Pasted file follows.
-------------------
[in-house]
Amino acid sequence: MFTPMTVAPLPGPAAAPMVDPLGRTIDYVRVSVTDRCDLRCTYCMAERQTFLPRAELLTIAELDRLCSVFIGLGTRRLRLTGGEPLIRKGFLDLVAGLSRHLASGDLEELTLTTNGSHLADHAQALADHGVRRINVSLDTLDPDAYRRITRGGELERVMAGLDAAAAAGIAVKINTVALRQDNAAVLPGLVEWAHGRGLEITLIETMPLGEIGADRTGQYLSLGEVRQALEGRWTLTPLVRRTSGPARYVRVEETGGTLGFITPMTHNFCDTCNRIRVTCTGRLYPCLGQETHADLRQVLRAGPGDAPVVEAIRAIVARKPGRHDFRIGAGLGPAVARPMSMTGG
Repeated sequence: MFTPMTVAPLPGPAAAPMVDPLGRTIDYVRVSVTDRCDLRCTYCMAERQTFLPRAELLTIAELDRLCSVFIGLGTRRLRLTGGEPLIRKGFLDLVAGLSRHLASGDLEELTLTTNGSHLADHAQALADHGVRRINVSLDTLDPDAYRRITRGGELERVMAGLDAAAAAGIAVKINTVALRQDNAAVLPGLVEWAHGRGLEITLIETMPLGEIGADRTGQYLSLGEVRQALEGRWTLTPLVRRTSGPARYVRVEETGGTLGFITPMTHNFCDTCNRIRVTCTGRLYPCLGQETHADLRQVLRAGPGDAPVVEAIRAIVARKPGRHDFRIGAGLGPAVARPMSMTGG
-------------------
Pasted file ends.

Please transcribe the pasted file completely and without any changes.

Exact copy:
[in-house]
Amino acid sequence: MFTPMTVAPLPGPAAAPMVDPLGRTIDYVRVSVTDRCDLRCTYCMAERQTFLPRAELLTIAELDRLCSVFIGLGTRRLRLTGGEPLIRKGFLDLVAGLSRHLASGDLEELTLTTNGSHLADHAQALADHGVRRINVSLDTLDPDAYRRITRGGELERVMAGLDAAAAAGIAVKINTVALRQDNAAVLPGLVEWAHGRGLEITLIETMPLGEIGADRTGQYLSLGEVRQALEGRWTLTPLVRRTSGPARYVRVEETGGTLGFITPMTHNFCDTCNRIRVTCTGRLYPCLGQETHADLRQVLRAGPGDAPVVEAIRAIVARKPGRHDFRIGAGLGPAVARPMSMTGG
Repeated sequence: MFTPMTVAPLPGPAAAPMVDPLGRTIDYVRVSVTDRCDLRCTYCMAERQTFLPRAELLTIAELDRLCSVFIGLGTRRLRLTGGEPLIRKGFLDLVAGLSRHLASGDLEELTLTTNGSHLADHAQALADHGVRRINVSLDTLDPDAYRRITRGGELERVMAGLDAAAAAGIAVKINTVALRQDNAAVLPGLVEWAHGRGLEITLIETMPLGEIGADRTGQYLSLGEVRQALEGRWTLTPLVRRTSGPARYVRVEETGGTLGFITPMTHNFCDTCNRIRVTCTGRLYPCLGQETHADLRQVLRAGPGDAPVVEAIRAIVARKPGRHDFRIGAGLGPAVARPMSMTGG